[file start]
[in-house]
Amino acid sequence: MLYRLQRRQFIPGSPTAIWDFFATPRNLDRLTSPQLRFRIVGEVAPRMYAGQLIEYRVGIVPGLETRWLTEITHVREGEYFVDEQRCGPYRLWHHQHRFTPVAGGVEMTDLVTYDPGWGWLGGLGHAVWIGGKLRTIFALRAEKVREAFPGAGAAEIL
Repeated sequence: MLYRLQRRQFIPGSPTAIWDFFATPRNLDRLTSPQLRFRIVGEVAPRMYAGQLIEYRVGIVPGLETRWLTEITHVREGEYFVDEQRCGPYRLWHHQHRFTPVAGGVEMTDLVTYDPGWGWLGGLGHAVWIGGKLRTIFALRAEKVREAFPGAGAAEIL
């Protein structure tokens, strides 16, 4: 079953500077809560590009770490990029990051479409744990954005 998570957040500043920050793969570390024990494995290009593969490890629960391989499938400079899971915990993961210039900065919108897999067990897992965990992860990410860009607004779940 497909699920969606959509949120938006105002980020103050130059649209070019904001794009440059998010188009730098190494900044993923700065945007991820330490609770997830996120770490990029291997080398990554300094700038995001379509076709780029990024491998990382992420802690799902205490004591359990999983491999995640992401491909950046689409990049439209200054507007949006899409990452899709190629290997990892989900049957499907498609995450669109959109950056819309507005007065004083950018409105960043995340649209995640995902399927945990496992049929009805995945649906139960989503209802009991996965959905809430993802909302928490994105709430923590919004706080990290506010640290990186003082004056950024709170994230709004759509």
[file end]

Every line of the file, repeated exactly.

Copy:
[in-house]
Amino acid sequence: MLYRLQRRQFIPGSPTAIWDFFATPRNLDRLTSPQLRFRIVGEVAPRMYAGQLIEYRVGIVPGLETRWLTEITHVREGEYFVDEQRCGPYRLWHHQHRFTPVAGGVEMTDLVTYDPGWGWLGGLGHAVWIGGKLRTIFALRAEKVREAFPGAGAAEIL
Repeated sequence: MLYRLQRRQFIPGSPTAIWDFFATPRNLDRLTSPQLRFRIVGEVAPRMYAGQLIEYRVGIVPGLETRWLTEITHVREGEYFVDEQRCGPYRLWHHQHRFTPVAGGVEMTDLVTYDPGWGWLGGLGHAVWIGGKLRTIFALRAEKVREAFPGAGAAEIL
């Protein structure tokens, strides 16, 4: 079953500077809560590009770490990029990051479409744990954005 998570957040500043920050793969570390024990494995290009593969490890629960391989499938400079899971915990993961210039900065919108897999067990897992965990992860990410860009607004779940 497909699920969606959509949120938006105002980020103050130059649209070019904001794009440059998010188009730098190494900044993923700065945007991820330490609770997830996120770490990029291997080398990554300094700038995001379509076709780029990024491998990382992420802690799902205490004591359990999983491999995640992401491909950046689409990049439209200054507007949006899409990452899709190629290997990892989900049957499907498609995450669109959109950056819309507005007065004083950018409105960043995340649209995640995902399927945990496992049929009805995945649906139960989503209802009991996965959905809430993802909302928490994105709430923590919004706080990290506010640290990186003082004056950024709170994230709004759509």